Kenneth Anger, influential avant-garde filmmaker and author, dies at 96
Kenneth Anger, the shocking and influential avant-garde artist who defied sexual and religious taboos in shorts such as “Scorpio Rising” and “Fireworks” and aired the most sinister movie star gossip in his underground classic “Hollywood Babylon”, has passed away. He was 96 years old.
Anger died of natural causes on May 11 in Yucca Valley, Calif., his liaison artist, Spencer Glesby, told The Associated Press on Wednesday.
Few have tapped into the forbidden depths of culture and consciousness so boldly and imaginatively as Anger, whose admirers ranged from filmmakers Martin Scorsese and David Lynch to rock stars such as the Clash and the Rolling Stones. .
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He was one of the first openly gay filmmakers and a pioneer in using soundtracks as counterpoints to moving images. Long before the rise of punk and heavy metal, Anger juxtaposed music with bikers, sadomasochism, the occult and Nazi imagery. When the Sex Pistols and the Clash appeared on the same poster at a concert in 1976, clips from Anger’s films played behind them.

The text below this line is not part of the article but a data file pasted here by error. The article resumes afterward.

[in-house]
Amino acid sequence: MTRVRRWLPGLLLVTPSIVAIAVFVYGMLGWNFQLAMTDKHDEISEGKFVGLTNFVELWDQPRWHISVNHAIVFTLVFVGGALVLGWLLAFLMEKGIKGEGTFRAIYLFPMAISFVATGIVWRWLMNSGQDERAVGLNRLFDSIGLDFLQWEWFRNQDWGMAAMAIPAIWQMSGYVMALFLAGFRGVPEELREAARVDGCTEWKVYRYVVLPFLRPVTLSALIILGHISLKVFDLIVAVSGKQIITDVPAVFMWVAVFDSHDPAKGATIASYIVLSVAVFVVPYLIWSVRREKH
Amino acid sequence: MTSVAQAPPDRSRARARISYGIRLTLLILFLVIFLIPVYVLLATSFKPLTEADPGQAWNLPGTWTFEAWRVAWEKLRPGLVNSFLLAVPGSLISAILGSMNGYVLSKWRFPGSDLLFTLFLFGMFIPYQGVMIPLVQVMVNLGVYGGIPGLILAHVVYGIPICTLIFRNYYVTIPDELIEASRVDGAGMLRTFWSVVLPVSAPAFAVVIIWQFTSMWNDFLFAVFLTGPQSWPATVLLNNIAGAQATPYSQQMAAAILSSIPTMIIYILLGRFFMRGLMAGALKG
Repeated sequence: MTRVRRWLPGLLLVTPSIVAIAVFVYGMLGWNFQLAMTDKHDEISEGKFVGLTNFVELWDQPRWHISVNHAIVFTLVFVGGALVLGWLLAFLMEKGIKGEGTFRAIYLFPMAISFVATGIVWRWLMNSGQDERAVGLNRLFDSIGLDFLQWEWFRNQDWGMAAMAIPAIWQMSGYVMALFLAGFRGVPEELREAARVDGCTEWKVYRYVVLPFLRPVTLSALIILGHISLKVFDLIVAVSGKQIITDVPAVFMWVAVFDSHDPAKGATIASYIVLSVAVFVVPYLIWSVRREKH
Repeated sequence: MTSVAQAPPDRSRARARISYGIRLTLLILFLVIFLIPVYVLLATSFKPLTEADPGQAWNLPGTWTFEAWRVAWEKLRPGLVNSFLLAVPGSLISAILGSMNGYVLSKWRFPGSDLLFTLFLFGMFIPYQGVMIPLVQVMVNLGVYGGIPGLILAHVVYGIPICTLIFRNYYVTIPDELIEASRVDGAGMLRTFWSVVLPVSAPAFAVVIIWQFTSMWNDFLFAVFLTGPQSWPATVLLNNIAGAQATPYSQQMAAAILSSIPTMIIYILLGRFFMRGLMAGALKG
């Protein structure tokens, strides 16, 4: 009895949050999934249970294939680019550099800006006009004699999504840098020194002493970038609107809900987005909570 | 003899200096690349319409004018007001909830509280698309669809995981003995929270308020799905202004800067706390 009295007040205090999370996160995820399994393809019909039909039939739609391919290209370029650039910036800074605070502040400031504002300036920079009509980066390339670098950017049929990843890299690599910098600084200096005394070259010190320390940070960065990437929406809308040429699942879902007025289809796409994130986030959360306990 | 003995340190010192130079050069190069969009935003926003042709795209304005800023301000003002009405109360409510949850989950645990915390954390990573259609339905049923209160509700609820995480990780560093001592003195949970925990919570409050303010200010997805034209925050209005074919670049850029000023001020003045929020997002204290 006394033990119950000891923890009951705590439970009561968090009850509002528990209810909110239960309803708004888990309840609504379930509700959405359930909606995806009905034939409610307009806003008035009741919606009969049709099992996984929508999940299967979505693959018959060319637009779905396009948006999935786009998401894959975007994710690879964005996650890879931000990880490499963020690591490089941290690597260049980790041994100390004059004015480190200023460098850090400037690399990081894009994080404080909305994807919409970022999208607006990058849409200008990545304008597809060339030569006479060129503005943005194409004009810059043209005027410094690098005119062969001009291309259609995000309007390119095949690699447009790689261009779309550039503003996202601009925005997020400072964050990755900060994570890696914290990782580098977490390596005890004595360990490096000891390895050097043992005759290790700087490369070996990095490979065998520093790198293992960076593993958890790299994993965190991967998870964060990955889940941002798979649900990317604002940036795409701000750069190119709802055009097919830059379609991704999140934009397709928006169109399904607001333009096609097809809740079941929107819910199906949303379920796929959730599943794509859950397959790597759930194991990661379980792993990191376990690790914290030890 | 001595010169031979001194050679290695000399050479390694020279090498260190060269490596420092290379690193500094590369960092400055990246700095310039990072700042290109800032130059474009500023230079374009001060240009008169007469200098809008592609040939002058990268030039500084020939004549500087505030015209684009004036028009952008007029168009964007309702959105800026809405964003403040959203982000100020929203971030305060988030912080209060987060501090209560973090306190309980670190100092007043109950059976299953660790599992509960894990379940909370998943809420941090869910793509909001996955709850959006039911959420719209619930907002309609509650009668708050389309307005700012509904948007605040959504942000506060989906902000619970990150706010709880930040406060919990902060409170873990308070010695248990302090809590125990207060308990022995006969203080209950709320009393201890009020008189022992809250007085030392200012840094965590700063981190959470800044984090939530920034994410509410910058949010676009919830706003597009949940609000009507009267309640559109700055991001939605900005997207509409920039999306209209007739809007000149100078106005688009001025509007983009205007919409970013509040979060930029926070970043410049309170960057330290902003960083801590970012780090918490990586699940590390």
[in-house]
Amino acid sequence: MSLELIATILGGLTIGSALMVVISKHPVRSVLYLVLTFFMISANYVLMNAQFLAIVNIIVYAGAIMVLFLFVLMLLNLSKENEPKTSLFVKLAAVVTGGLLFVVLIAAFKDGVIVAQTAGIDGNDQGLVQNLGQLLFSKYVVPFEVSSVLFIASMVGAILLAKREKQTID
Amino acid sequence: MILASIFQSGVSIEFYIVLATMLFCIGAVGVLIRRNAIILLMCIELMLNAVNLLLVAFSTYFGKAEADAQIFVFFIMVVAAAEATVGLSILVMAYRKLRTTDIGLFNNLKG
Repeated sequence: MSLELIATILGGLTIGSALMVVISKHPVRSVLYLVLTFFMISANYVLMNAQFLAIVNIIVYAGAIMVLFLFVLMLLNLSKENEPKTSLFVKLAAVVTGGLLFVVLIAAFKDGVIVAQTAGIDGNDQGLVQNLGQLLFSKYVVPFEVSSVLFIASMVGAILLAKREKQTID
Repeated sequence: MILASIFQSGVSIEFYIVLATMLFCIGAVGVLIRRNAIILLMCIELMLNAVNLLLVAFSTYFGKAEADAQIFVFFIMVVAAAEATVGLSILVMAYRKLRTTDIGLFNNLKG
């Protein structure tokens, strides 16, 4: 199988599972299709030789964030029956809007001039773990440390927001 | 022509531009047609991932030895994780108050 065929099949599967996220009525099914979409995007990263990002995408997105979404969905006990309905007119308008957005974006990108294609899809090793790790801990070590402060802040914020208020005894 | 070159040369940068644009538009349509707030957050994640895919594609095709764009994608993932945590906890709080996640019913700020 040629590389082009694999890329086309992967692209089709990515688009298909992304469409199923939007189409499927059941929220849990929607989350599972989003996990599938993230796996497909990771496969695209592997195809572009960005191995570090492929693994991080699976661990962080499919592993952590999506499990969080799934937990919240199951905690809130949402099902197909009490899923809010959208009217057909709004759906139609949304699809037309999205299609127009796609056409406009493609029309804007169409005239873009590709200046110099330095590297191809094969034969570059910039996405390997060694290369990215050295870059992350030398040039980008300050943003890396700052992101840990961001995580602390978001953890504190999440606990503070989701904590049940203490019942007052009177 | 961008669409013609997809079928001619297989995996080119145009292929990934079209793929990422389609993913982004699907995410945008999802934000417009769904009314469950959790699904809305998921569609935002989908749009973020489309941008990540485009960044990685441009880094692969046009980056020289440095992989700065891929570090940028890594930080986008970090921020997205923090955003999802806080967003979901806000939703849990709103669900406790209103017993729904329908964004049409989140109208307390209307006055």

Anger had his greatest commercial success and notoriety as the author of “Hollywood Babylon”. Scandal and Hollywood practically grew up together, and Anger has amassed an extraordinary and often apocryphal family scrapbook, whether it’s footage of Jayne Mansfield’s fatal car crash or allegations as widely disputed as the actor Clara Bow who had sex with the University of Southern California football team.
Completed in the late 1950s and originally published in French, “Hollywood Babylon” was banned for years in the United States and was still adult fare when it was officially released in 1975, when the New York critic Times, Peter Andrews, called it a “306-page box of bon bon” written as if a “sex maniac had taken over the Reader’s Digest Condensed Book Club”.